Books for Cooks is the smallest of London’s big cultural institutions and has been bringing quality food writing and mouth-watering workshops to the city’s foodie crowd since the early eighties.
Thousands of references line the walls of the space-challenged shop and you can have a delicious and great value lunch every day from the tiny open plan kitchen.
When I discovered it some years ago, tucked away from Portobello market, I could not quite believe my eyes: A whole bookshop dedicated to cooking?! When England’s restaurateurs were still offering bland, ersatz food and the British culinary scene was a no man’s land… Coming from France, as Eric did then, to join a cook’s bookshop in run-down Notting Hill took quite a bit of guts – and plenty of foresight!
We both agree that if London had no food worth talking about back then, it had great atmosphere, brilliant live music and an exciting, promising outlook! But I remember becoming so obsessed in my first college exchanges that I spent an awful lot of my free time translating cookery books found on my English family’s bookshelf. They were dusty, had drab technicolor pictures and it was clear from their covers that they had never been used… But they suggested to me a wealth of local culinary tradition that was so achingly absent from my visits…
Here the books are fingered, glanced through and read by lots of customers, either lounging on the sofa or just standing in the aisle.
If elsewhere in the UK newspapers claim that three independent bookstores are going under every week, Eric thinks the future of the book is bright! His confident smile and charming restaurant trained manners are clearly a hoot with the local Notting Hill clients – but when some Spanish tourists arrive for lunch he greets them with a few words in their mother tongue and they are beaming in seconds.
“Sure, less people are buying books but they are buying more books and quite rightly because the offer now is sensational: The books are getting better each time with incredible photography and the recipes themselves are better written, better designed”.
He does not get involved in Supermarket style price war: “Pleasure before profit!”, he muses. Neither does he worry too much about the competition from the Web: “People might grab a recipe off the Internet but they won’t cook from the Net, they’ll still want a book : they want the whole story!”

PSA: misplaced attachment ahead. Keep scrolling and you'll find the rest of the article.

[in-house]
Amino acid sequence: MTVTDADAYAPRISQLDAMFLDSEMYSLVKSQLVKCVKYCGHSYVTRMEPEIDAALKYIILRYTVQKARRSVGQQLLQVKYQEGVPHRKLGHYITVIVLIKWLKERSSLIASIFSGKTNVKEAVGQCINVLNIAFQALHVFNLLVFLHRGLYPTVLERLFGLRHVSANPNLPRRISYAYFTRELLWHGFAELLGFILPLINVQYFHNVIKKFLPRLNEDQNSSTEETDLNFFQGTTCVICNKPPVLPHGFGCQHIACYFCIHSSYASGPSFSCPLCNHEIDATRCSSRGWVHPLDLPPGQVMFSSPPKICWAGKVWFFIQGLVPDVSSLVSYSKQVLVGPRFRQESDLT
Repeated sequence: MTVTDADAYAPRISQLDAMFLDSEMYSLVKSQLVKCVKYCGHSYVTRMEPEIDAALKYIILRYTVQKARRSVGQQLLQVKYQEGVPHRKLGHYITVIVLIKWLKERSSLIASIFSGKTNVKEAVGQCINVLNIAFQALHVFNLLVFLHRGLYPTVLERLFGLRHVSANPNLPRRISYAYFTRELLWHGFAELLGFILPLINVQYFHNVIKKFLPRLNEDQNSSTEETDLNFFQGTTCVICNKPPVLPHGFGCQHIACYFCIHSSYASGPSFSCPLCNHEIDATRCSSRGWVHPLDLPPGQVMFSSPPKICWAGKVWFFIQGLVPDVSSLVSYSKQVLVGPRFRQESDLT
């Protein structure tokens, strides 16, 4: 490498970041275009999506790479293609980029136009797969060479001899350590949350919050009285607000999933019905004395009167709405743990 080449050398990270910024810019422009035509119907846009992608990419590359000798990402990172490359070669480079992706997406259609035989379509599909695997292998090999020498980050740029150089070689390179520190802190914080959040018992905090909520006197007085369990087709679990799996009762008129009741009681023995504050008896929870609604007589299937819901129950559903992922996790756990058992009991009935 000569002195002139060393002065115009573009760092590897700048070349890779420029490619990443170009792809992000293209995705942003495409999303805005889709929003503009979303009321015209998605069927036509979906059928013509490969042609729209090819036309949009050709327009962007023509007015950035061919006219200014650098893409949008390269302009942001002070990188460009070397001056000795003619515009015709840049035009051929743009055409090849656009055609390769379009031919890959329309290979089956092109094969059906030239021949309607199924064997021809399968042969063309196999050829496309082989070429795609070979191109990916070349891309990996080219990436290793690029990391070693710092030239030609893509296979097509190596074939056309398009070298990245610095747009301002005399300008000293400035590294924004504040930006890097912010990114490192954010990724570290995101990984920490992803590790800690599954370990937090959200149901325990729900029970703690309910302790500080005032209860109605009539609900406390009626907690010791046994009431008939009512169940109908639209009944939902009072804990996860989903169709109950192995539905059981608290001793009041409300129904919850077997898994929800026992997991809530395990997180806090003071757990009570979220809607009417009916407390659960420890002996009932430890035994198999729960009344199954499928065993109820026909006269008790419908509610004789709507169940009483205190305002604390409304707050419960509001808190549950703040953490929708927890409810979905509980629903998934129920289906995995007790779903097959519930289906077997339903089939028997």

We sit down to have a cup of tea near the kitchen where the cook is busy putting the last touches on today’s dishes. Two books have been chosen this morning, Eric or his team then go and buy the ingredients from the beautiful fresh stalls of Portobello market right next door and the menu is worked out around what is in season. The wine is organic and comes from Eric and Rosie’s own vineyards, the meat is sourced from their parents organic farm in England and all the rest is fresh from the market stalls. By now, two beautiful homemade cakes already adorn the counter, waiting for the first punters.
– What are the new trends? I ask. Are cupcakes really out?!
– Yes, comes the reply: People are into macaroons right now and not just eating them but making them!
Eric clearly enjoys buying books: a big part of his selection is chosen from publishing houses abroad and some are even on sale in the Spanish or French original version. He sources books out of the beaten track and sometimes picks self-published authors who come to him with a new concept or attractive recipes. This is part of Books for Cooks’ appeal and he is proud of his eclectic tastes.
Eric recommended new books are: Ottolenghi’s “Plenty”- the delicatessen itself is just 10 minutes walk away – and “Meals in Heels” by Jennifer Joyce ; Donna Hay and Skye Gillenghal are both firm favourites too. But his secret love is for a 70s series by Richard Olney called “Time Life, The good cook”: That he is also a book collector comes as no surprise to me! I myself would probably want to own a copy of each book on offer before selling any…
Spending your time surrounded by books and gorgeous food is certainly a dream job and Eric looks like a very happy and contented shop owner: The fact he has just recently become a dad for the second time can only add to his glow! No bleary eyes for lack of sleep there as Baby is already having full nights- I told you some have all the luck!
If I had myself some childless time in London this July I would love to join some of the workshops on offer: Summer entertaining, Flavours of Tuscany or Big flavour barbecue food are on the menu for this month. The upstairs workshop cum kitchen is famous for its great roll of chefs and food writers.
Before leaving, I ask Eric for his favourite addresses in the area:
The spice shop, 1 Blenheim Crescent
Mr Christians’, 11 Elgin Crescent
Ottolenghi, 63 Ledbury road
R Garcia and Sons, 246-250 Portobello road
– I love it too and go for the churros con chocolate on Friday mornings…
Books for Cooks, 4 Blenheim Crescent, Notting Hill W11 1NN
Tues to sat, 10am to 6pm.